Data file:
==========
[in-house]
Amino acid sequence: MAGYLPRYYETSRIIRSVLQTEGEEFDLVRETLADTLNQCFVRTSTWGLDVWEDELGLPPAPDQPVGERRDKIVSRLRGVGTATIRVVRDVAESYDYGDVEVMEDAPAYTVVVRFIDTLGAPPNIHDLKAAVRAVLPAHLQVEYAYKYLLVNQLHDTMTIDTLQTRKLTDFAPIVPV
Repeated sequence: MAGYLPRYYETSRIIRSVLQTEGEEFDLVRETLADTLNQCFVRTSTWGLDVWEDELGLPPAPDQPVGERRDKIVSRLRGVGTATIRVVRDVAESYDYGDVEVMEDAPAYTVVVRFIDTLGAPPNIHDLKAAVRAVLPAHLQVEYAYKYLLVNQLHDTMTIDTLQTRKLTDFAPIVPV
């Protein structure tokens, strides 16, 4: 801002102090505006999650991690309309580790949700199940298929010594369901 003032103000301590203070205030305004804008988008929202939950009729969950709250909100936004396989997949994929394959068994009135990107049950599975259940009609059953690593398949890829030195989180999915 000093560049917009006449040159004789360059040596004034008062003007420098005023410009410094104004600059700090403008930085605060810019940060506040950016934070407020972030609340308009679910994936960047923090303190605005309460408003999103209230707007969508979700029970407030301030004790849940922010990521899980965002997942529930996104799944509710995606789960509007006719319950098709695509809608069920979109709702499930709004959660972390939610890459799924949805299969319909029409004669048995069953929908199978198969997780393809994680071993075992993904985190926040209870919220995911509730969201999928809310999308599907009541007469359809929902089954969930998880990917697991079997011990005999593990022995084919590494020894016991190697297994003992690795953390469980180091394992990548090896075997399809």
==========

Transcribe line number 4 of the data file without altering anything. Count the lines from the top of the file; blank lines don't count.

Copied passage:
């Protein structure tokens, strides 16, 4: 801002102090505006999650991690309309580790949700199940298929010594369901 003032103000301590203070205030305004804008988008929202939950009729969950709250909100936004396989997949994929394959068994009135990107049950599975259940009609059953690593398949890829030195989180999915 000093560049917009006449040159004789360059040596004034008062003007420098005023410009410094104004600059700090403008930085605060810019940060506040950016934070407020972030609340308009679910994936960047923090303190605005309460408003999103209230707007969508979700029970407030301030004790849940922010990521899980965002997942529930996104799944509710995606789960509007006719319950098709695509809608069920979109709702499930709004959660972390939610890459799924949805299969319909029409004669048995069953929908199978198969997780393809994680071993075992993904985190926040209870919220995911509730969201999928809310999308599907009541007469359809929902089954969930998880990917697991079997011990005999593990022995084919590494020894016991190697297994003992690795953390469980180091394992990548090896075997399809």